Reeling under a plethora of operational constraints and debilitating shortages of raw materials and foreign currency, Zimbabwe's gold mining sector - which has the theoretical capacity to produce 30 tonnes of gold per year - will produce a meagre 4 tonnes of the precious metal this year, the country's chamber of mines has revealed.

Zimbabwe recorded a sharp decline in gold output last year as figures indicated that the yearly production figure had tumbled to just 7 tonnes from the moderate 11 tonnes produced in 2006.

The Zimbabwe chamber of mines president Jack Murehwa told Mineweb that owing to the combined effects of foreign currency and raw material shortages as well as investor scepticism brought about by the government's controversial indigenisation legislation, gold production for the current year was projected to fall even further.

We (are) projecting production to be around 4 tonnes for this year, said Murehwa who is also chief executive of Impala Platinum's Zimbabwe subsidiary, Zimplats.

Zimbabwe has over the past few years witnessed a tumble in minerals output - with the exception of platinum - and this trend in minerals output decline, the chamber of mines president said, is attributable to a number of constraints.

The falling production can be attributed mainly to the pricing policy and, over the past one and a half years, the non-payment for gold deliveries from our single buyer of gold.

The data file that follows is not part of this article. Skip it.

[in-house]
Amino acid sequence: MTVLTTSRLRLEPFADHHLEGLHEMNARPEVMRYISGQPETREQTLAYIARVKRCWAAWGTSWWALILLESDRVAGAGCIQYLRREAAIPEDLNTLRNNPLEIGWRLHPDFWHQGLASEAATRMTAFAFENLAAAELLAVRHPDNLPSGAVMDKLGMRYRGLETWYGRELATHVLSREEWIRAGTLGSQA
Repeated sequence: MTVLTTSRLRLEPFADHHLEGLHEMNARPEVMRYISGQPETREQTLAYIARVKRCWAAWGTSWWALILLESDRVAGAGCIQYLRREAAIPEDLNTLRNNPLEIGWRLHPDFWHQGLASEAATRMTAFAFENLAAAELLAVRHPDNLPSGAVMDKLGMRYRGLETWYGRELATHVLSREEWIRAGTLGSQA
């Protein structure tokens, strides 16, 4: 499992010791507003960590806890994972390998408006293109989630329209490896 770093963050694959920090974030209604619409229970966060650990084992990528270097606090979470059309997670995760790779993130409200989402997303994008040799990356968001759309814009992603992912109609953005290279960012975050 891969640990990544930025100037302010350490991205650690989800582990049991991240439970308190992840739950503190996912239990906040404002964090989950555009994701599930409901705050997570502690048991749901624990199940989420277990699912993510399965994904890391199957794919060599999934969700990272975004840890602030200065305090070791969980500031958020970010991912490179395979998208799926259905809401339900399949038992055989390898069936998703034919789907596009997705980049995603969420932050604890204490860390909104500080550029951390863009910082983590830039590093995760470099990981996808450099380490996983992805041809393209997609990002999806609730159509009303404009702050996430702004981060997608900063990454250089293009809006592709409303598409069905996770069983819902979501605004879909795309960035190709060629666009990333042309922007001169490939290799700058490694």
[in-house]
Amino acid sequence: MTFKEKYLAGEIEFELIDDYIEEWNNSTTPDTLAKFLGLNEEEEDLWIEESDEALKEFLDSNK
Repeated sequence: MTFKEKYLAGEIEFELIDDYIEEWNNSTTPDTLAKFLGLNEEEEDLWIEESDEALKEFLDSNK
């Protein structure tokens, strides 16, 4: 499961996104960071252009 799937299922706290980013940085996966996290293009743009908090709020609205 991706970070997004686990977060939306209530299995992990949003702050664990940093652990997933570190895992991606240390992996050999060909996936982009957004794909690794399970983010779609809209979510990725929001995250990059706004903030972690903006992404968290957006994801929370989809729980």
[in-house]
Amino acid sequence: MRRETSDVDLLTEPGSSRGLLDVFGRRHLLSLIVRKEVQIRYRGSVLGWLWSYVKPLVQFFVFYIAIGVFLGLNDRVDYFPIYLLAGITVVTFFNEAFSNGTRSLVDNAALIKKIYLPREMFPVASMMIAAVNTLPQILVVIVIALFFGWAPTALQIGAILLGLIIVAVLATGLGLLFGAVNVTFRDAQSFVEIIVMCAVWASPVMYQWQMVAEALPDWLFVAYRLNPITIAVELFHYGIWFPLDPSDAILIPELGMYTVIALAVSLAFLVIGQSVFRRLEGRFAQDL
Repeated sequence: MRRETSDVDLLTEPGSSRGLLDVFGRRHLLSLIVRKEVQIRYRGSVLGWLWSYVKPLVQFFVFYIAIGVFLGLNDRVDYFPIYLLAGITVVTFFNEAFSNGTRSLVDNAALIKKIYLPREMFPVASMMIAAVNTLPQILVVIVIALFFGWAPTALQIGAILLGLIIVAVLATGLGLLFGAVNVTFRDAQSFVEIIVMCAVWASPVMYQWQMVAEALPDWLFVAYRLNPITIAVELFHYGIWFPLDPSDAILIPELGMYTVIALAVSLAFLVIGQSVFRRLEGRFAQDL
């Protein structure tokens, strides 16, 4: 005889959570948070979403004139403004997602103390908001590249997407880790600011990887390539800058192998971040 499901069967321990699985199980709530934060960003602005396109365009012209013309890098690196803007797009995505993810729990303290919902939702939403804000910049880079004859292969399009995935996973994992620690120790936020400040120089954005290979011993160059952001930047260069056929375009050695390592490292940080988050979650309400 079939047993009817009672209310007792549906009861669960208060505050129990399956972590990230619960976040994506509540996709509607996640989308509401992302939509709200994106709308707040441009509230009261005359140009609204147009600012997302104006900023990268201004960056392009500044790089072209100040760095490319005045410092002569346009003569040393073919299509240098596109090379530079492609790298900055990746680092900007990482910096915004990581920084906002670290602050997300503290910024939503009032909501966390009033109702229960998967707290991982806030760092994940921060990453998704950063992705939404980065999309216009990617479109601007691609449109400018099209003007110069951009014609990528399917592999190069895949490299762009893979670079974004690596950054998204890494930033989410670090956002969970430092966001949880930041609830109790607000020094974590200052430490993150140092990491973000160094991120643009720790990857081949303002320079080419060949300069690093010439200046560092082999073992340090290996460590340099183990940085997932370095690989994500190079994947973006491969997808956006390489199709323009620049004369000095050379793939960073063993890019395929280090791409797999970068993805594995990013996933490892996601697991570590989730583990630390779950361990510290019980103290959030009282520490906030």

Under Zimbabwe's laws, only Fidelity Printers, a subsidiary of the central bank can buy gold bullion from producers.

Murehwa added: From our perspective, declining mineral production, especially gold, is largely because mines are either closing or curtailing production due to distorted local prices, power supply problems and inability to purchase imported inputs.

 Zimbabwe's mining sector, which is currently in turmoil following the recent amalgamation of the Economic Indigenization and Empowerment Act, has also bled its skilled labour-force as most of the qualified personnel opt for employment in other countries such as South Africa, Namibia  and Australia among others.

The Indigenization and Empowerment Act seeks to force all foreign owned companies to cede shareholding capacity amounting to 51 percent to local black Zimbabweans.

Rio Tinto, Impala Platinum, Anglo Platinum and Central African Gold are some of the foreign owned companies that might be affected by the new legislation.

However, Murehwa says Zimbabwe's mining sector could yet recover if the government manages to address issues such as the pricing system and the regulatory framework.

The Zimbabwe chamber of mines says the government must expedite and resuscitate exploration activities.

This, said Murehwa begins with the consideration of already submitted applications for Exclusive Prospecting Orders (EPOs) which have remained unsigned for the past 4 years.  

 If we want mining investment in this country we need to have in place a legal framework that will persuade the investors to use their funds here rather than elsewhere, he remarked.